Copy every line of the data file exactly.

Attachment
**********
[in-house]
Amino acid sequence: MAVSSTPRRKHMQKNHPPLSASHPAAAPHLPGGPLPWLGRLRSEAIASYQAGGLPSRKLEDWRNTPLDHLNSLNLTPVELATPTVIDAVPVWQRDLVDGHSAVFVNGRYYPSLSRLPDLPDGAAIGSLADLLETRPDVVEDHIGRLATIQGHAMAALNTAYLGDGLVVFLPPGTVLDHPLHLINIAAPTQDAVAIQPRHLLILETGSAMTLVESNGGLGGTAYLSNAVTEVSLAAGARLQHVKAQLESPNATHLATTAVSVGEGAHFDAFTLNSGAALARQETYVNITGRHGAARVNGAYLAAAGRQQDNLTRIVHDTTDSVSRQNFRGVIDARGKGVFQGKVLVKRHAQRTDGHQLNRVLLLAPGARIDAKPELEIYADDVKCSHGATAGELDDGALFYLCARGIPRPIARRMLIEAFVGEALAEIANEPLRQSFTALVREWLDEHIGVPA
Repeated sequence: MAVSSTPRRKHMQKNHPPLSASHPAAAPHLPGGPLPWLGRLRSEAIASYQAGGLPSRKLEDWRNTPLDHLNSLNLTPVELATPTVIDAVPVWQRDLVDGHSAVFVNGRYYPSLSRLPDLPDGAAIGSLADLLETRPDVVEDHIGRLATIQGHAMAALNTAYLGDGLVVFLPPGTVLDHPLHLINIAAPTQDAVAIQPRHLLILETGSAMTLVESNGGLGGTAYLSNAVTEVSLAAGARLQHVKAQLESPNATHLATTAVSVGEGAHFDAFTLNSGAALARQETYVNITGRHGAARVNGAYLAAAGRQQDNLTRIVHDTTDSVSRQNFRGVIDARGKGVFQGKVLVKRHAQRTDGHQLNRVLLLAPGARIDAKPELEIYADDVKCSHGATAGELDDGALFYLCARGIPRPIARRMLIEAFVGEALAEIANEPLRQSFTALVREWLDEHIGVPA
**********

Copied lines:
[in-house]
Amino acid sequence: MAVSSTPRRKHMQKNHPPLSASHPAAAPHLPGGPLPWLGRLRSEAIASYQAGGLPSRKLEDWRNTPLDHLNSLNLTPVELATPTVIDAVPVWQRDLVDGHSAVFVNGRYYPSLSRLPDLPDGAAIGSLADLLETRPDVVEDHIGRLATIQGHAMAALNTAYLGDGLVVFLPPGTVLDHPLHLINIAAPTQDAVAIQPRHLLILETGSAMTLVESNGGLGGTAYLSNAVTEVSLAAGARLQHVKAQLESPNATHLATTAVSVGEGAHFDAFTLNSGAALARQETYVNITGRHGAARVNGAYLAAAGRQQDNLTRIVHDTTDSVSRQNFRGVIDARGKGVFQGKVLVKRHAQRTDGHQLNRVLLLAPGARIDAKPELEIYADDVKCSHGATAGELDDGALFYLCARGIPRPIARRMLIEAFVGEALAEIANEPLRQSFTALVREWLDEHIGVPA
Repeated sequence: MAVSSTPRRKHMQKNHPPLSASHPAAAPHLPGGPLPWLGRLRSEAIASYQAGGLPSRKLEDWRNTPLDHLNSLNLTPVELATPTVIDAVPVWQRDLVDGHSAVFVNGRYYPSLSRLPDLPDGAAIGSLADLLETRPDVVEDHIGRLATIQGHAMAALNTAYLGDGLVVFLPPGTVLDHPLHLINIAAPTQDAVAIQPRHLLILETGSAMTLVESNGGLGGTAYLSNAVTEVSLAAGARLQHVKAQLESPNATHLATTAVSVGEGAHFDAFTLNSGAALARQETYVNITGRHGAARVNGAYLAAAGRQQDNLTRIVHDTTDSVSRQNFRGVIDARGKGVFQGKVLVKRHAQRTDGHQLNRVLLLAPGARIDAKPELEIYADDVKCSHGATAGELDDGALFYLCARGIPRPIARRMLIEAFVGEALAEIANEPLRQSFTALVREWLDEHIGVPA